After preparing a 30cm x 30cm box canvas with 3 coats of watercolour ground, I drew a duck’s portrait with not too much detail – ideal when it won’t stopped raining.
I masked out with masking fluid a few places where I wanted to keep white, like the highlight of the eye and a few feather dashes down the neck and on the cheek which would add both texture and shape.
Using black ink and a dipping ink pen, I out-lined a section at a time with the ink. If you do too much the ink will dry out and not give a flowing effect. By doing small sections at a time, you get a real sense of movement and get the exact finish you need!
Then, by loosely applying clean water to one side of the ink line, the ink begins to flow freely. Here, I used a brush round size 10 on its side. Where I wanted more shading, I applied more ink with stronger lines, so there was more ink to whoosh and flow when the water was applied!
Using an unlikely technique to add texture always gives me great joy and even more so when I can use unlikely materials. Adding salt to some of the areas that had ink and left to dry gives texture by dissolving and pushing the pigment away, creating interesting and unique patterns – necessary when you’re doing an animal piece.
The eye was painted with a little of Natural Brown from the Inktense Paint Pan Set and when dry I painted it darker with black ink, not the whole eye, just leaving a bit of brown showing around the edges. Then with a damp brush, softened the black ink, giving the brown shades a chance to shine through.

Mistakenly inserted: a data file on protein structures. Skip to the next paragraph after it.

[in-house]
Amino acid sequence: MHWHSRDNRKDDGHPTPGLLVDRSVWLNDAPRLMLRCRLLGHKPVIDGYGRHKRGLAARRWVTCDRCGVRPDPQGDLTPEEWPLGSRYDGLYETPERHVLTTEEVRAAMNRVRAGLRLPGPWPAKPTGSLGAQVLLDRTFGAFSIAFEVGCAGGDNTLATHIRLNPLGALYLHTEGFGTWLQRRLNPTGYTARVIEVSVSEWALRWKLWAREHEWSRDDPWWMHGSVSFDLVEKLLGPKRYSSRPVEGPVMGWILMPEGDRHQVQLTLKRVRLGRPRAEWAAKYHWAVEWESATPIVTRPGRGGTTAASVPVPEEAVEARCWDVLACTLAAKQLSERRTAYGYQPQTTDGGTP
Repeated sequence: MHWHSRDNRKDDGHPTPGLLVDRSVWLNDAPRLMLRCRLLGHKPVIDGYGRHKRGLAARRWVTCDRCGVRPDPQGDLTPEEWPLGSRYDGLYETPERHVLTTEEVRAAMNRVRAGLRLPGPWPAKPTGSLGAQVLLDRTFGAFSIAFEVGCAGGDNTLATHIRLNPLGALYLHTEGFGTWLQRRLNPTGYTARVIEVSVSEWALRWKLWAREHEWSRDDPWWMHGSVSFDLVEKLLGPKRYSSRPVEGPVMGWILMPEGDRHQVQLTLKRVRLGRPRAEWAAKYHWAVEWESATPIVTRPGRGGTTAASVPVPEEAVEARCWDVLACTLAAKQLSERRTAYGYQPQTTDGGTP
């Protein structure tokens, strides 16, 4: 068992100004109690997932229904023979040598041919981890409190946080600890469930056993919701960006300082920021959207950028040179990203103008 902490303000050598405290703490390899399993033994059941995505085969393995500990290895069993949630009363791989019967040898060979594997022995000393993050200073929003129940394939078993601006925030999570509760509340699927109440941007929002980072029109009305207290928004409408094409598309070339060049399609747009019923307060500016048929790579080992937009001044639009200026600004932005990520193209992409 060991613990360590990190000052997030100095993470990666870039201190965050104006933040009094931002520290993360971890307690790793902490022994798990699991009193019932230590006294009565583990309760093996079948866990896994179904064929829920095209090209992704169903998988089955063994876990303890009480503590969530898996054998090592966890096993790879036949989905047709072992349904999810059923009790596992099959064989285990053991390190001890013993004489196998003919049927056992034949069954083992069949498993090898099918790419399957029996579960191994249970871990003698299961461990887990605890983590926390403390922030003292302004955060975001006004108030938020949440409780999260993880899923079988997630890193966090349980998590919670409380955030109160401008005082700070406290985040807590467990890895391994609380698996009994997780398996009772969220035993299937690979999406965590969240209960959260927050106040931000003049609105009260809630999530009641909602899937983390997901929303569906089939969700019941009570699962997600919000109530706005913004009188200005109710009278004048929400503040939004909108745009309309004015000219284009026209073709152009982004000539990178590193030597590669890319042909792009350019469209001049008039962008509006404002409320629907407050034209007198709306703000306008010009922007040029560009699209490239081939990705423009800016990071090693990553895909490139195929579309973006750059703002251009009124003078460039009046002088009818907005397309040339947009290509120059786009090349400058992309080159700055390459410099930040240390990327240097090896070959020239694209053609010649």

Time now to leave the piece to dry – have a cup of tea, go out for a walk or feed the ducks if you like.
Back to my piece and with all areas fully dry, I applied the orange from the Derwent Inktense Paint Pan Set over the beak, using the colour Mango.
This is where the texture and shine come into play, using the Metallic Paint Pan Set. All over the body, I used the new metallic colours Graphite and a little blue on the cheeks, with the latter looking slightly grey when mixed with the white. I then applied a little flaky salt to enhance this effect whist still wet.
After it had dried, I removed the masking fluid revealing the white parts I wanted to keep white. They looked a little harsh against the more muted tones, so using the same Metallic Graphite shade watered down, I softened the edges a little.
I then used the same colour to darken the tip of the feather dashes to add depth and so they look like they are coming out of the other feathers.
Heading back to my Inktense Paint Pan Set, I used more of the Mango colour I darkened around the eye to achieve the shape and volume of the eye lid surrounding the eye.
I removed the masking fluid from the highlight of the eye and added a little blue so it looks like it reflects the sky. I darkened the body, under the cheek and neck and around the beak to add shadow and shape. Using more of the darker shades of orange/red I darkened parts of the beak giving it more volume and added white ink to the highlights of the beak.
Then the background, I always think a background can make or break a piece!
Initially, I gave it a coat of Metallic Gold but felt it was too subtle, so added a second and a third coat to achieve the depth I was after. If you’re using the Metallic Paint Pan Set, you want to see more of the shimmer effect – who doesn’t?
I did like the creaminess of the Pan Set of the metallic colours when mixing up to create a puddle to use; they were soft and had a delicate sheen for the metallic effect.
Finishing touches were added by darkening the pupil with black ink and flicking a few droplet to the gold background whilst adding final detail on the beak and eye lid.
So, what do you think of my final piece?
You can find out more about Kerry Bennett on her website, Facebook, Twitter and Instagram.
Want to try Kerry’s techniques yourself? Both palettes of the Inktense Paint Pan Set can be found here whilst the NEW Metallic Pan Set can be purchased here.